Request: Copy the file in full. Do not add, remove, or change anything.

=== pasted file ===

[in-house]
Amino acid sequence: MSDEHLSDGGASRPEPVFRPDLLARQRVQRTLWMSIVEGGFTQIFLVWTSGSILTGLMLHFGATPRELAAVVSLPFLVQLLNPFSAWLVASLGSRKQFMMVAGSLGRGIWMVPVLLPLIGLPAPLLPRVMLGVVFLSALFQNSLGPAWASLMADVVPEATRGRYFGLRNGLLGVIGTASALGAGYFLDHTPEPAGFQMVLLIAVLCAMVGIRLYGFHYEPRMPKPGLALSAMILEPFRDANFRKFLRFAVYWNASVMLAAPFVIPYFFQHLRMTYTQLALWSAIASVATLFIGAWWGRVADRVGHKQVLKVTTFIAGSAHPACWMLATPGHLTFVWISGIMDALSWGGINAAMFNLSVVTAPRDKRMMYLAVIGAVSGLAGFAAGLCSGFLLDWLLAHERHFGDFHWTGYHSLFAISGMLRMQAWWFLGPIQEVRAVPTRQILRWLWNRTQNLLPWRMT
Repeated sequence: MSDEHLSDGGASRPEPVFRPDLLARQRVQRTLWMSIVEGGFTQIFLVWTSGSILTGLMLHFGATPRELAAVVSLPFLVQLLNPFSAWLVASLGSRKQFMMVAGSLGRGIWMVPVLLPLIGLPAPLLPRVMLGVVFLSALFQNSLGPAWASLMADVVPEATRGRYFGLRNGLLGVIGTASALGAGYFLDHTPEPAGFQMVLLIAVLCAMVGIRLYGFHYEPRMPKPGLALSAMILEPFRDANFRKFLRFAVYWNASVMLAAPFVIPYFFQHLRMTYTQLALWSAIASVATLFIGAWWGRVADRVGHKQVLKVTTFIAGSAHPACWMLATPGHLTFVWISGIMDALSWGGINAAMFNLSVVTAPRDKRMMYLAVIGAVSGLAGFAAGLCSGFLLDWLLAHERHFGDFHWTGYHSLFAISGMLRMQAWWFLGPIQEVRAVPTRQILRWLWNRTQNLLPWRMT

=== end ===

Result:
[in-house]
Amino acid sequence: MSDEHLSDGGASRPEPVFRPDLLARQRVQRTLWMSIVEGGFTQIFLVWTSGSILTGLMLHFGATPRELAAVVSLPFLVQLLNPFSAWLVASLGSRKQFMMVAGSLGRGIWMVPVLLPLIGLPAPLLPRVMLGVVFLSALFQNSLGPAWASLMADVVPEATRGRYFGLRNGLLGVIGTASALGAGYFLDHTPEPAGFQMVLLIAVLCAMVGIRLYGFHYEPRMPKPGLALSAMILEPFRDANFRKFLRFAVYWNASVMLAAPFVIPYFFQHLRMTYTQLALWSAIASVATLFIGAWWGRVADRVGHKQVLKVTTFIAGSAHPACWMLATPGHLTFVWISGIMDALSWGGINAAMFNLSVVTAPRDKRMMYLAVIGAVSGLAGFAAGLCSGFLLDWLLAHERHFGDFHWTGYHSLFAISGMLRMQAWWFLGPIQEVRAVPTRQILRWLWNRTQNLLPWRMT
Repeated sequence: MSDEHLSDGGASRPEPVFRPDLLARQRVQRTLWMSIVEGGFTQIFLVWTSGSILTGLMLHFGATPRELAAVVSLPFLVQLLNPFSAWLVASLGSRKQFMMVAGSLGRGIWMVPVLLPLIGLPAPLLPRVMLGVVFLSALFQNSLGPAWASLMADVVPEATRGRYFGLRNGLLGVIGTASALGAGYFLDHTPEPAGFQMVLLIAVLCAMVGIRLYGFHYEPRMPKPGLALSAMILEPFRDANFRKFLRFAVYWNASVMLAAPFVIPYFFQHLRMTYTQLALWSAIASVATLFIGAWWGRVADRVGHKQVLKVTTFIAGSAHPACWMLATPGHLTFVWISGIMDALSWGGINAAMFNLSVVTAPRDKRMMYLAVIGAVSGLAGFAAGLCSGFLLDWLLAHERHFGDFHWTGYHSLFAISGMLRMQAWWFLGPIQEVRAVPTRQILRWLWNRTQNLLPWRMT